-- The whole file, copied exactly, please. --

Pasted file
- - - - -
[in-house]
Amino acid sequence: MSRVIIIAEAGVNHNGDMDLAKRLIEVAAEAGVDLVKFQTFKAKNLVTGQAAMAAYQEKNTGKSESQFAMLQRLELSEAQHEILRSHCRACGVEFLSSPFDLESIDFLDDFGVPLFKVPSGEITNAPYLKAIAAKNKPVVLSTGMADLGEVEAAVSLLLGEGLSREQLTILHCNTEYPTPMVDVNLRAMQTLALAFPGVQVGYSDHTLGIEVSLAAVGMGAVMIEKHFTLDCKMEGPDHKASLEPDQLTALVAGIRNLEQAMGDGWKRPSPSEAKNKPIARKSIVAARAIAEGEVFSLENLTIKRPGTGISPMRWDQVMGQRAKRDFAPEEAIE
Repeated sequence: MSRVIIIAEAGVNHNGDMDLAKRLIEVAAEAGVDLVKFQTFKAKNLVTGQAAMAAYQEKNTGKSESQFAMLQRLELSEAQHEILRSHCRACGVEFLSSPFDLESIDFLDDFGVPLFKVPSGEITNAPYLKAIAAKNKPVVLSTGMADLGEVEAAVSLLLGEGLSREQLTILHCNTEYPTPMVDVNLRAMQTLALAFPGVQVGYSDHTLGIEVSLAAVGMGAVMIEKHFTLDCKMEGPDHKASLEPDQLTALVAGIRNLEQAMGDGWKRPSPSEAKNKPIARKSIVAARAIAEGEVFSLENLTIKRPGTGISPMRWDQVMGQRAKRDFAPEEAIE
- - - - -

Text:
[in-house]
Amino acid sequence: MSRVIIIAEAGVNHNGDMDLAKRLIEVAAEAGVDLVKFQTFKAKNLVTGQAAMAAYQEKNTGKSESQFAMLQRLELSEAQHEILRSHCRACGVEFLSSPFDLESIDFLDDFGVPLFKVPSGEITNAPYLKAIAAKNKPVVLSTGMADLGEVEAAVSLLLGEGLSREQLTILHCNTEYPTPMVDVNLRAMQTLALAFPGVQVGYSDHTLGIEVSLAAVGMGAVMIEKHFTLDCKMEGPDHKASLEPDQLTALVAGIRNLEQAMGDGWKRPSPSEAKNKPIARKSIVAARAIAEGEVFSLENLTIKRPGTGISPMRWDQVMGQRAKRDFAPEEAIE
Repeated sequence: MSRVIIIAEAGVNHNGDMDLAKRLIEVAAEAGVDLVKFQTFKAKNLVTGQAAMAAYQEKNTGKSESQFAMLQRLELSEAQHEILRSHCRACGVEFLSSPFDLESIDFLDDFGVPLFKVPSGEITNAPYLKAIAAKNKPVVLSTGMADLGEVEAAVSLLLGEGLSREQLTILHCNTEYPTPMVDVNLRAMQTLALAFPGVQVGYSDHTLGIEVSLAAVGMGAVMIEKHFTLDCKMEGPDHKASLEPDQLTALVAGIRNLEQAMGDGWKRPSPSEAKNKPIARKSIVAARAIAEGEVFSLENLTIKRPGTGISPMRWDQVMGQRAKRDFAPEEAIE